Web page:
Italian parties, territories show differences over Lega’s proposal for “differentiated autonomy”
According to article 116 of the Constitution, regions with ordinary status can be granted “further forms and particular conditions of autonomy,” for which they can request the devolution of powers managed by the central state. However, Article 117 specifies that the central state has the exclusive competence to determine “the essential thresholds of benefits concerning civil and social rights that must be guaranteed throughout the national territory.” Such “essential thresholds” (or LEP, as they are known in Italian) are the new battleground of the autonomist proposal.
Calderoli’s draft foresees that the state will be authorised to devolve powers to regions even in the case that the Italian government does not determine how the LEP are to be calculated. In this case, the minister’s proposal is that “the criterion of historical expenditure sustained by state administrations in [a particular] region for the provision of public services corresponding to the devolved functions” should be applied.
Opposition parties and southern Italian regions consider such a procedure to be a botched job —as it does not specify how the LEP will be calculated but nevertheless aims to greenlight devolution— as well as a way of underfinancing the country’s most disadvantaged territories.
The changes only affect regions with ordinary statute, which are 15 of 20 into which the Italian Republic is organised. The other five enjoy a special statute: Aosta Valley, Trentino-South Tyrol, Friuli-Venezia Giulia, Sicily, and Sardinia. Although, as we shall see below, the process is also being followed with interest in those territories.
The presidents of several southern regions, as we said, oppose Calderoli’s proposal. Among them Apulia’s Michele Emiliano, who voices economic as well as nationalist arguments. As for the former, Emiliano says the proposal, without a prior calculation of the LEP, will make inequality of southern regions as regards northern regions in the area of health care chronic. As for the latter, the Apulian leader fears that devolution of powers in education, energy, and transport could turn Italy into a “Babel in which an Italian citizen moving around the national territory could encounter different legal systems, determined by the regions instead of the national state.”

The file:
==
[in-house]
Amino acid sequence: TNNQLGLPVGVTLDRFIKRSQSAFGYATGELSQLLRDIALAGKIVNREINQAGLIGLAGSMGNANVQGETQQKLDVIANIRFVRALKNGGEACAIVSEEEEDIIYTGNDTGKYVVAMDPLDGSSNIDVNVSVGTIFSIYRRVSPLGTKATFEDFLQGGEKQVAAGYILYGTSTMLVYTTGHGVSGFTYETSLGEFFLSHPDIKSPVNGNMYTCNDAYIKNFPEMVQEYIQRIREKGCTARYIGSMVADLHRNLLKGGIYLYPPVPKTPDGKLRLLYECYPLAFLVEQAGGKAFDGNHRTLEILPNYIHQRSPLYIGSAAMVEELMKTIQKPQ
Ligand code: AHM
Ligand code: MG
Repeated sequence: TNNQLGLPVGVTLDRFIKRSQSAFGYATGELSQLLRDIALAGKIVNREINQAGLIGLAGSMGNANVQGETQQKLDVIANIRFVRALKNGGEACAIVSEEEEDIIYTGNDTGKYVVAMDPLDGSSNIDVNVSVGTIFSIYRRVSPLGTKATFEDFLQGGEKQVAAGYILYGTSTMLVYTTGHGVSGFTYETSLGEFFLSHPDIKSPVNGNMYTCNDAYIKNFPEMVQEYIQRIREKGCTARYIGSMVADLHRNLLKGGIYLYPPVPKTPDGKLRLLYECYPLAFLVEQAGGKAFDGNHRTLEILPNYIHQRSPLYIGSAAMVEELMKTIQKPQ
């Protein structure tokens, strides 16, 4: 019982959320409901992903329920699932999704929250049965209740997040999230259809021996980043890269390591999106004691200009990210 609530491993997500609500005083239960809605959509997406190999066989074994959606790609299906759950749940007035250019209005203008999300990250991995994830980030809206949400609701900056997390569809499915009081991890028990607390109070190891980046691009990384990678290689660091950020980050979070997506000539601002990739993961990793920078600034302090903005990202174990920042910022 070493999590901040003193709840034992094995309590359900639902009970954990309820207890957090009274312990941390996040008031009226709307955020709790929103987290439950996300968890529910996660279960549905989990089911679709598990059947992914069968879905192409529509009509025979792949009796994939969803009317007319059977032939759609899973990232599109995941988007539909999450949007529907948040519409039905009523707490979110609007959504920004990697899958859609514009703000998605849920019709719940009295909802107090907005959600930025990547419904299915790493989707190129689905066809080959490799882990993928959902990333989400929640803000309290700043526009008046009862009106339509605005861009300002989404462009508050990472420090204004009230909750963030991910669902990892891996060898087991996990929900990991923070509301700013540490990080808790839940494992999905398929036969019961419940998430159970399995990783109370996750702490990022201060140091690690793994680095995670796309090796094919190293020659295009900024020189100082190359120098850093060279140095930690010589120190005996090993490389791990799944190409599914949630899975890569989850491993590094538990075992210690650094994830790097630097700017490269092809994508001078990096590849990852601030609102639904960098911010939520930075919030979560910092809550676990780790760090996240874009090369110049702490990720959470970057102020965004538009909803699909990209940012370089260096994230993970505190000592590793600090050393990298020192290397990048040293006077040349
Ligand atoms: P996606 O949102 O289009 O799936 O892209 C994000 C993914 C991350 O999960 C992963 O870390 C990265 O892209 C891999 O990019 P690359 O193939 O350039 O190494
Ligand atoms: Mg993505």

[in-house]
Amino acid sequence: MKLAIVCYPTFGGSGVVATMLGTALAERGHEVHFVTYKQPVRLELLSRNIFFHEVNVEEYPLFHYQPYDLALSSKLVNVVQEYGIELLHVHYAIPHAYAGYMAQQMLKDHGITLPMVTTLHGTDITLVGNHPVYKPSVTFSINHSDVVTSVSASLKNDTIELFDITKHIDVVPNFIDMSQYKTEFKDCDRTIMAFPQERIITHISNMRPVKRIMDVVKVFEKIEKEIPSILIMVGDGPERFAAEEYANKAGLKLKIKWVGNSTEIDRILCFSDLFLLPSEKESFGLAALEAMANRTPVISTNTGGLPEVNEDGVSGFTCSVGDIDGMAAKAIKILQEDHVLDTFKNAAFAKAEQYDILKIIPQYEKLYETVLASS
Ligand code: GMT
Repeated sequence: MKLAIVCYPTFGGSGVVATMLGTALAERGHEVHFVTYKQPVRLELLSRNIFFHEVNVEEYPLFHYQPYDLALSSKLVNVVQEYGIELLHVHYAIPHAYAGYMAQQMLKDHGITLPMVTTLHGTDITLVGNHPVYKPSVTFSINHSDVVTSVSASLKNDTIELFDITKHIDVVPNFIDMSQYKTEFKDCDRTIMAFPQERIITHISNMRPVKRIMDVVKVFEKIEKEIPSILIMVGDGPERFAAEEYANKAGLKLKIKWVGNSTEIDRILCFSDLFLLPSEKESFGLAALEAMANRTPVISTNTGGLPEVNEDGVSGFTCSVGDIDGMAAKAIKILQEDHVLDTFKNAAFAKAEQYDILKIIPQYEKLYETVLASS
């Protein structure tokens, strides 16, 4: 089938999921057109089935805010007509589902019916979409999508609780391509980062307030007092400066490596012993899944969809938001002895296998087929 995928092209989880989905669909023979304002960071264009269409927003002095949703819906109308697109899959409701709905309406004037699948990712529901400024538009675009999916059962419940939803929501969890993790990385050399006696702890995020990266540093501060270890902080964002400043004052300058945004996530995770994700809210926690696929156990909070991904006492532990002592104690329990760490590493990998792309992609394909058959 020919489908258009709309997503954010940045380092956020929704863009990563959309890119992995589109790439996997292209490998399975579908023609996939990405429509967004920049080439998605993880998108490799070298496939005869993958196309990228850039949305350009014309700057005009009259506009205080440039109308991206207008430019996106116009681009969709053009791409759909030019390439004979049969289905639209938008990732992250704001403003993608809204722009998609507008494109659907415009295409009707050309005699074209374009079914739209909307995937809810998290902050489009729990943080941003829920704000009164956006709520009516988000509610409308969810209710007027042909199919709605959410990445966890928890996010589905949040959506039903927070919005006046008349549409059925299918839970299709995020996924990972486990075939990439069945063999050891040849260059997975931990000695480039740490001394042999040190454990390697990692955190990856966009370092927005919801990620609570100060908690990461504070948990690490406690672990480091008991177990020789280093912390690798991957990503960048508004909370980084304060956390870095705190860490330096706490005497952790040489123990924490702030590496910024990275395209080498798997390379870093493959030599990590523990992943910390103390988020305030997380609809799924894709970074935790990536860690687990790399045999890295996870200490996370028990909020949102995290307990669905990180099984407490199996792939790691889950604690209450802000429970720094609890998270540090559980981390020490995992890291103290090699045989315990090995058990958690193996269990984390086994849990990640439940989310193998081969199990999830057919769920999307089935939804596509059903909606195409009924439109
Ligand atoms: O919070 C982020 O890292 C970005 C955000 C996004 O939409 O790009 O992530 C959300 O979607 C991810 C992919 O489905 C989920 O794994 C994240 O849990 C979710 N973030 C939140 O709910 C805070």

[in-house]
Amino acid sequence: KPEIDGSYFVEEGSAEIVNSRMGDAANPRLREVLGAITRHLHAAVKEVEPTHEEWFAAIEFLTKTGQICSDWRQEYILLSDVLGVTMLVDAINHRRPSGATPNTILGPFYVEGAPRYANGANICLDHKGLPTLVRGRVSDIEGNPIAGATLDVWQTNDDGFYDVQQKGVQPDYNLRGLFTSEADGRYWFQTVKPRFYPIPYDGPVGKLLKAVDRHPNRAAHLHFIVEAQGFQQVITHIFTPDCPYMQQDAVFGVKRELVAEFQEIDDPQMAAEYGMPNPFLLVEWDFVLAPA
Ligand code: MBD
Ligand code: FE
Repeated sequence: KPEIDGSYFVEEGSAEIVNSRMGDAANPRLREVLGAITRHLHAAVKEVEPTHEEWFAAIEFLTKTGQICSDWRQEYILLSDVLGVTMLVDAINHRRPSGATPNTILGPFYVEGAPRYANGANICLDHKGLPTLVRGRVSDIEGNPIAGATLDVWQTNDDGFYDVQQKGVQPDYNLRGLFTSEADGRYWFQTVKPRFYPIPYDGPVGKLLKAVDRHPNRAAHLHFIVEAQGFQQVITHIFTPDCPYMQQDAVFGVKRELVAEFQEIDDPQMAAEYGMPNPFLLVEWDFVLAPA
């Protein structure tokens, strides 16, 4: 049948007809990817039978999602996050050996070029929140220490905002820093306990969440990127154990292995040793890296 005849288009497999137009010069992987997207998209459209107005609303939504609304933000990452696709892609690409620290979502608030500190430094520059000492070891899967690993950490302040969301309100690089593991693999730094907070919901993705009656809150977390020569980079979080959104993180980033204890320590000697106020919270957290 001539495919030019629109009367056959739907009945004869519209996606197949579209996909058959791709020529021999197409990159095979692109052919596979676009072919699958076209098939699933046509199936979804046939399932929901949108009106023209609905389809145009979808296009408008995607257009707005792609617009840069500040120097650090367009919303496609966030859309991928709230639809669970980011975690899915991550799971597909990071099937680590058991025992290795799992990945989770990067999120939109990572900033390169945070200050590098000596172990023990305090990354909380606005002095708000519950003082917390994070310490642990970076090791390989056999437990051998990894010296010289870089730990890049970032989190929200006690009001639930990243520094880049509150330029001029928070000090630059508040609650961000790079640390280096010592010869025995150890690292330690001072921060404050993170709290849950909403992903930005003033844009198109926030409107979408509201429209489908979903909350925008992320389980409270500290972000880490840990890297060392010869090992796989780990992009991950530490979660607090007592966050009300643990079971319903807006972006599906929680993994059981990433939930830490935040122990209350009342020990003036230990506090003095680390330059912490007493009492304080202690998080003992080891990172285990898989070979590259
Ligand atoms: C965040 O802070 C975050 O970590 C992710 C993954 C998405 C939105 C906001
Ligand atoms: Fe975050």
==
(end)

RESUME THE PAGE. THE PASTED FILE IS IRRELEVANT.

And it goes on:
The Democratic Party, to which Emiliano belongs, is a priori in favour of greater autonomy for the regions, but lays down conditions. One is that there should be no agreements on differentiated autonomy before a common framework for the LEP has been approved. Another is that education should not be regionalised. And yet another, that region-government agreements must go through the Italian Parliament.
Opinions divided within government coalition
Nor is there agreement within the coalition government. The Lega is the party most in favour of speeding up for the right to differentiated autonomy. In fact, two of the Lega’s regional presidents have been its strongest supporters in recent years: Veneto’s Luca Zaia and Lombardy’s Attilio Fontana. Referendums on the issue were organised in 2017 in both regions.